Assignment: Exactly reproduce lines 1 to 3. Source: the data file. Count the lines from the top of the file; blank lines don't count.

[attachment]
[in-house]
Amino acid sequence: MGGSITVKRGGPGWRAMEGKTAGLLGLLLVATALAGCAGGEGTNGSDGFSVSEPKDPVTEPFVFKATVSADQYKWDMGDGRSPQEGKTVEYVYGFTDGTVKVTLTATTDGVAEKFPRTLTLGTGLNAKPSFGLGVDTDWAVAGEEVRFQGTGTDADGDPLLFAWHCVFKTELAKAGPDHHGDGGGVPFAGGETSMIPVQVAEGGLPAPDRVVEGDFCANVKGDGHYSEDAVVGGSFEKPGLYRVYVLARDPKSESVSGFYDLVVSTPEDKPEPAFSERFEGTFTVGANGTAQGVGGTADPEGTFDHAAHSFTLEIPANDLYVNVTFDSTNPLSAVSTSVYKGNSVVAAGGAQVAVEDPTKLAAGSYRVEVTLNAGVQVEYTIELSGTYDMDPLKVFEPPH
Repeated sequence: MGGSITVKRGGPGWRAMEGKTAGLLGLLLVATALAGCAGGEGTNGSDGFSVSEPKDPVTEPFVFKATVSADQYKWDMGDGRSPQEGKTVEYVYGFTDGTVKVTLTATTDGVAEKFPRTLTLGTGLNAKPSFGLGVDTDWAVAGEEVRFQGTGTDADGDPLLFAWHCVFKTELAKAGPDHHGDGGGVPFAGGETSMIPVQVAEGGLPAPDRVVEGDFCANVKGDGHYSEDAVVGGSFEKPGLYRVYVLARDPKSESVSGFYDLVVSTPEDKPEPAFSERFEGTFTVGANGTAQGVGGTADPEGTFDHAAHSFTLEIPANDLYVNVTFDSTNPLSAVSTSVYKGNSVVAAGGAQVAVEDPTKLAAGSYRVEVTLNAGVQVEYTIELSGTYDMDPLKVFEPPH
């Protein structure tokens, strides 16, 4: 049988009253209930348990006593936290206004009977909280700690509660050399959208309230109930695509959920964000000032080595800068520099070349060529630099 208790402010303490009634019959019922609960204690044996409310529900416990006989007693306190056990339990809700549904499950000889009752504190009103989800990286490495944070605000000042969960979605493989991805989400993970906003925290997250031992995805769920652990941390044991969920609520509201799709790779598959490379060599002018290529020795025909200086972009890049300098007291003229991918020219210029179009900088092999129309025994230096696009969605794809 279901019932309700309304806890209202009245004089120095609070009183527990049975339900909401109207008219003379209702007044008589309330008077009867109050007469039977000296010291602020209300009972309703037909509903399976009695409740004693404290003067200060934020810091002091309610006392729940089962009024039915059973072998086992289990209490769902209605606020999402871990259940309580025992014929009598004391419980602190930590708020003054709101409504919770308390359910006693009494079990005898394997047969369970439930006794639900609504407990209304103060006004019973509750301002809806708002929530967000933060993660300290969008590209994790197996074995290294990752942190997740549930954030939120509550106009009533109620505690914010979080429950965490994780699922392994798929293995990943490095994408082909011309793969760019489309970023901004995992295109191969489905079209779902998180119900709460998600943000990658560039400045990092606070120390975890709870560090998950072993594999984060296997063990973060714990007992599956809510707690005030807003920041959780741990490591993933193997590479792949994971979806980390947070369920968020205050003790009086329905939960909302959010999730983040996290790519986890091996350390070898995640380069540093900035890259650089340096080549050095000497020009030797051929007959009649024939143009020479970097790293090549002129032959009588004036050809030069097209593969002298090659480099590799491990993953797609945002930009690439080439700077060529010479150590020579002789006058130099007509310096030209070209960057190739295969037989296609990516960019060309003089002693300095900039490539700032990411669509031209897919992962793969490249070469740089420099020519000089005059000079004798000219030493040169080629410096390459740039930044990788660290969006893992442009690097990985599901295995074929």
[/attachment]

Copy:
[in-house]
Amino acid sequence: MGGSITVKRGGPGWRAMEGKTAGLLGLLLVATALAGCAGGEGTNGSDGFSVSEPKDPVTEPFVFKATVSADQYKWDMGDGRSPQEGKTVEYVYGFTDGTVKVTLTATTDGVAEKFPRTLTLGTGLNAKPSFGLGVDTDWAVAGEEVRFQGTGTDADGDPLLFAWHCVFKTELAKAGPDHHGDGGGVPFAGGETSMIPVQVAEGGLPAPDRVVEGDFCANVKGDGHYSEDAVVGGSFEKPGLYRVYVLARDPKSESVSGFYDLVVSTPEDKPEPAFSERFEGTFTVGANGTAQGVGGTADPEGTFDHAAHSFTLEIPANDLYVNVTFDSTNPLSAVSTSVYKGNSVVAAGGAQVAVEDPTKLAAGSYRVEVTLNAGVQVEYTIELSGTYDMDPLKVFEPPH
Repeated sequence: MGGSITVKRGGPGWRAMEGKTAGLLGLLLVATALAGCAGGEGTNGSDGFSVSEPKDPVTEPFVFKATVSADQYKWDMGDGRSPQEGKTVEYVYGFTDGTVKVTLTATTDGVAEKFPRTLTLGTGLNAKPSFGLGVDTDWAVAGEEVRFQGTGTDADGDPLLFAWHCVFKTELAKAGPDHHGDGGGVPFAGGETSMIPVQVAEGGLPAPDRVVEGDFCANVKGDGHYSEDAVVGGSFEKPGLYRVYVLARDPKSESVSGFYDLVVSTPEDKPEPAFSERFEGTFTVGANGTAQGVGGTADPEGTFDHAAHSFTLEIPANDLYVNVTFDSTNPLSAVSTSVYKGNSVVAAGGAQVAVEDPTKLAAGSYRVEVTLNAGVQVEYTIELSGTYDMDPLKVFEPPH